What’s next for media paywalls?

Recently, I participated in an industry panel to discuss the paywall experience to date, looking at such areas as the various techniques used, successes, failures, and what might be the next chapter for paid content in the news media business.

It was only a couple of years ago that there was debate about whether our industry should erect paywalls as part of our digital strategies. In 2013, that question was answered, as most publishers actually jumped on board with an initiative for paid digital content. In fact, some 500 newspapers in North America have a paywall in place, most having opted for some type of meter approach.

So has the jump to a paywall made a significant difference for newspaper companies?

It sure has for The New York Times, The Wall Street Journal, and a few others.

But for the majority of North American newspaper publishers, the move to a paid digital content strategy has worked on some fronts and not so well on others.

Clearly, bundling print and digital offerings together has opened a new revenue stream for many publishers. In some cases it has resulted in a nice, one-time lift in revenues. For others, it has allowed for more innovation in pricing, policy changes around vacation credits, and new subscription sales.

These efforts have added millions of dollars to the coffers of media companies, with most having brilliantly executed numerous changes to their pricing and their go-to-market strategies.

However, the majority of the new cash generated has some link back to the print legacy business. That means the move has been a great short-term success for many, but unless the new cash is wisely used to develop new, longer-term revenue streams, the revenue bump will quickly fade.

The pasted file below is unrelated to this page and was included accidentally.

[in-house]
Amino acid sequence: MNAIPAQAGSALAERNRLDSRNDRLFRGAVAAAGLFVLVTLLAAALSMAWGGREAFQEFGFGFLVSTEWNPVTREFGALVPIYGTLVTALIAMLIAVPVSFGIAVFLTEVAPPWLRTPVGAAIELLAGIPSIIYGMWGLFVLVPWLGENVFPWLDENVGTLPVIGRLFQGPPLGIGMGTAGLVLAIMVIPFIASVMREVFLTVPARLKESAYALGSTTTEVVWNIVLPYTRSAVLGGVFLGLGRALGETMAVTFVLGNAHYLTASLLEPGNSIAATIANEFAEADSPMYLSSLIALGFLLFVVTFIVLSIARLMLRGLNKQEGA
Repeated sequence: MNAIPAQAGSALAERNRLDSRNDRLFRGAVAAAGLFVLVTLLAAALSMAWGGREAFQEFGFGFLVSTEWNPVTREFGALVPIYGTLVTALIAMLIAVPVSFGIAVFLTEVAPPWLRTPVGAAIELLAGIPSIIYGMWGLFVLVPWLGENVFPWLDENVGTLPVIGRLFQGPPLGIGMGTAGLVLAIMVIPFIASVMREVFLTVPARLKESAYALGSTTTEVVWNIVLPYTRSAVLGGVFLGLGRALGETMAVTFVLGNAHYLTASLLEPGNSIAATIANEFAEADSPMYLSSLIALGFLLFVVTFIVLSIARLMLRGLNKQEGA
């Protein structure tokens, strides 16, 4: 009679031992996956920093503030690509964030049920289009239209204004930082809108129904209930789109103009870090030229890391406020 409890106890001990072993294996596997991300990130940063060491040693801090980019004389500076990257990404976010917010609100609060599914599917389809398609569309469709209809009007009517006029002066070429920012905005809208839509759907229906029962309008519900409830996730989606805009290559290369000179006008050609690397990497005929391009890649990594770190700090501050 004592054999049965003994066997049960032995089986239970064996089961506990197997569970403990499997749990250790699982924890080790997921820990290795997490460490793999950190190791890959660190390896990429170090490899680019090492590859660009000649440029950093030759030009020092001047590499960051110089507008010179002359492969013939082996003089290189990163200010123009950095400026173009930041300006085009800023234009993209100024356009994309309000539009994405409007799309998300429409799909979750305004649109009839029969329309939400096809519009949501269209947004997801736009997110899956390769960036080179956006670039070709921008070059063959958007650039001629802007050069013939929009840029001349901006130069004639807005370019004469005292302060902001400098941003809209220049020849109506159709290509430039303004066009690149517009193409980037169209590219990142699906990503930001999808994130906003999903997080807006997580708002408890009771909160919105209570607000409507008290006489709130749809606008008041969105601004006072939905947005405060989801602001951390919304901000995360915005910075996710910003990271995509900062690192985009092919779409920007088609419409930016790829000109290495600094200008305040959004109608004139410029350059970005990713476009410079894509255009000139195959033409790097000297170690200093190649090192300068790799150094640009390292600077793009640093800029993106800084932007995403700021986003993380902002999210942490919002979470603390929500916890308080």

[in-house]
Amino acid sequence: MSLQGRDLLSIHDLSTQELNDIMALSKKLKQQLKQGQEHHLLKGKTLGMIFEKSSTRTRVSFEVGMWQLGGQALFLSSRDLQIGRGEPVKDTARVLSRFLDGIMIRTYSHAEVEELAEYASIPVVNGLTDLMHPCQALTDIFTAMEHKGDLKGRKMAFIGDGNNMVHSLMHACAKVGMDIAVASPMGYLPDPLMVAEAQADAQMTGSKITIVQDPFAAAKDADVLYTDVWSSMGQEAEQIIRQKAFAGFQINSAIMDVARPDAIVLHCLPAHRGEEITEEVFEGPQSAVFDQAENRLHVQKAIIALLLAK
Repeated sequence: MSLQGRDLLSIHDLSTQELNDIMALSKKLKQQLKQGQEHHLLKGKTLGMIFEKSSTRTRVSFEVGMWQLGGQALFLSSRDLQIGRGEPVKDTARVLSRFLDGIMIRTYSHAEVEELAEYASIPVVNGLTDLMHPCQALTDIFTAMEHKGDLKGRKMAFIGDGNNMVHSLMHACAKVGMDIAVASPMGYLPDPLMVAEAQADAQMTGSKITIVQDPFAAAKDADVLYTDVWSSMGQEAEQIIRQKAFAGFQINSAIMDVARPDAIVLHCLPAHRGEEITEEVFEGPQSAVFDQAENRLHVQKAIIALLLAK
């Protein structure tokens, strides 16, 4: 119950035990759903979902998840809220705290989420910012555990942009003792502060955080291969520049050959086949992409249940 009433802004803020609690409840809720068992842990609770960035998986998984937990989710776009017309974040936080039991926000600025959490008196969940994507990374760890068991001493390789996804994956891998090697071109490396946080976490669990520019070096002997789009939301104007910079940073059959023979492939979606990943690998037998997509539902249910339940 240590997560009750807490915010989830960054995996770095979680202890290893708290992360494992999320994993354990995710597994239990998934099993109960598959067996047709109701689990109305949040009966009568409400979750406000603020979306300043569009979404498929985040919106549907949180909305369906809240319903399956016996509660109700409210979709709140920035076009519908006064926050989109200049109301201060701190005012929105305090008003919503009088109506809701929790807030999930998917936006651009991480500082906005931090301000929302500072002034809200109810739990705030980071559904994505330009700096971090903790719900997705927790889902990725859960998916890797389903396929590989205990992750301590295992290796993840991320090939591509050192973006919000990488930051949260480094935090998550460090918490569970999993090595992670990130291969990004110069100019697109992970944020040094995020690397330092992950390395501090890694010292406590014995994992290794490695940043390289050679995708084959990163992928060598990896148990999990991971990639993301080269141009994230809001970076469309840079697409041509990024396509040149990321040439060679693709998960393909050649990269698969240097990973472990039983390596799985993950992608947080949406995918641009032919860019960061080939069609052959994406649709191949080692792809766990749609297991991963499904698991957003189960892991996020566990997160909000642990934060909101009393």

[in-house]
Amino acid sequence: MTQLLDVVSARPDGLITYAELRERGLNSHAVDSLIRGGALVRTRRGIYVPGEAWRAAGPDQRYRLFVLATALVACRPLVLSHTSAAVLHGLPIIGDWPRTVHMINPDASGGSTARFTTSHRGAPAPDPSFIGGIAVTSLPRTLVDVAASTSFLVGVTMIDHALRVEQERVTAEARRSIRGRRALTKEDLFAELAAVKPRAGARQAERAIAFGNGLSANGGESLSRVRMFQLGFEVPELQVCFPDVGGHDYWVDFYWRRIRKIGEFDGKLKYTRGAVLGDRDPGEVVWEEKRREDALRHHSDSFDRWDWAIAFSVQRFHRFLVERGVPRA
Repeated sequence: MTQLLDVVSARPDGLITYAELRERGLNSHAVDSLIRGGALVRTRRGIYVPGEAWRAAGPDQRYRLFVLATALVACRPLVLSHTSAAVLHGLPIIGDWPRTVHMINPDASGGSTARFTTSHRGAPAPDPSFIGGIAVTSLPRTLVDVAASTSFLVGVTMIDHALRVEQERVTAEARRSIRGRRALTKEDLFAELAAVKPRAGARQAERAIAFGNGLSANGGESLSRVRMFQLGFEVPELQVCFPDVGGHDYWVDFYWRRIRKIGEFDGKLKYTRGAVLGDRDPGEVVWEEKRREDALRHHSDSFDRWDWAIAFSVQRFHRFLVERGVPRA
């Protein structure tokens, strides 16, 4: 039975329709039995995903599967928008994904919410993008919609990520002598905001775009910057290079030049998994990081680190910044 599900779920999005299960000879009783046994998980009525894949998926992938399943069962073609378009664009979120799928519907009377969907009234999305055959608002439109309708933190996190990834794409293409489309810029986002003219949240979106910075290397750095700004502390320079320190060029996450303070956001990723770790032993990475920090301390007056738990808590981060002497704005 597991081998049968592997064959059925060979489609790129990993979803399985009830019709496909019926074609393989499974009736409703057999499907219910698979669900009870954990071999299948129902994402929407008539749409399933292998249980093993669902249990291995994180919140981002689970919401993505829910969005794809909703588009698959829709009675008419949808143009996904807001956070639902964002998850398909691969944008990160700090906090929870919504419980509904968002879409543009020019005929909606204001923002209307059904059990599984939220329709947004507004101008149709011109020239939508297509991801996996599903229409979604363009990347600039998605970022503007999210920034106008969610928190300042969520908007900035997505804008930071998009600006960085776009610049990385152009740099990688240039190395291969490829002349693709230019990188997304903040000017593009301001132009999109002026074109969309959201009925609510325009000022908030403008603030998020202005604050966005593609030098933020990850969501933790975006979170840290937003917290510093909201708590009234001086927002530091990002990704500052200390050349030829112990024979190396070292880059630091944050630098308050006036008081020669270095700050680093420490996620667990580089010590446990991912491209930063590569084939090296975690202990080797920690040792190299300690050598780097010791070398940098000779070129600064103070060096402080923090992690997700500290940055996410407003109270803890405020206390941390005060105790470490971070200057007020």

The number of digital-only subscribers generated by newspaper publishers in North America is small. In most cases, the volumes are 5% to 10% of their print circulation and a fraction of 1% of their total unique visitors. At the same time, the price charged is usually 20% to 25% of a traditional print subscription.

It’s a nice start, but it’s not enough to make up for the lost advertising revenues in the print business — and it’s clearly not the end of the digital story.

I wish I could point to poor execution of paid digital content activities, but on the whole it has been really well-managed.

I believe that over the next 24 months we will see the legacy meter model (yes, legacy only after two years) fade into the background.

In its place we can expect to see new alternatives emerge, such as premium sites, tablet experiments, new smartphone developments, and creative concepts that we’ve not yet even imagined. As well, we might likely see in the next year or two innovations around the idea of selling content memberships rather than newspaper subscriptions.

It’s unfortunate the meter paywall approach is turning out not to be the saviour it was hoped it would be. But as has been said many times before, hope is not a good strategy.

I am optimistic that new business models will emerge, which is one reason that I firmly believe it is an extremely interesting time to be in the news media business.

About Sandy MacLeod

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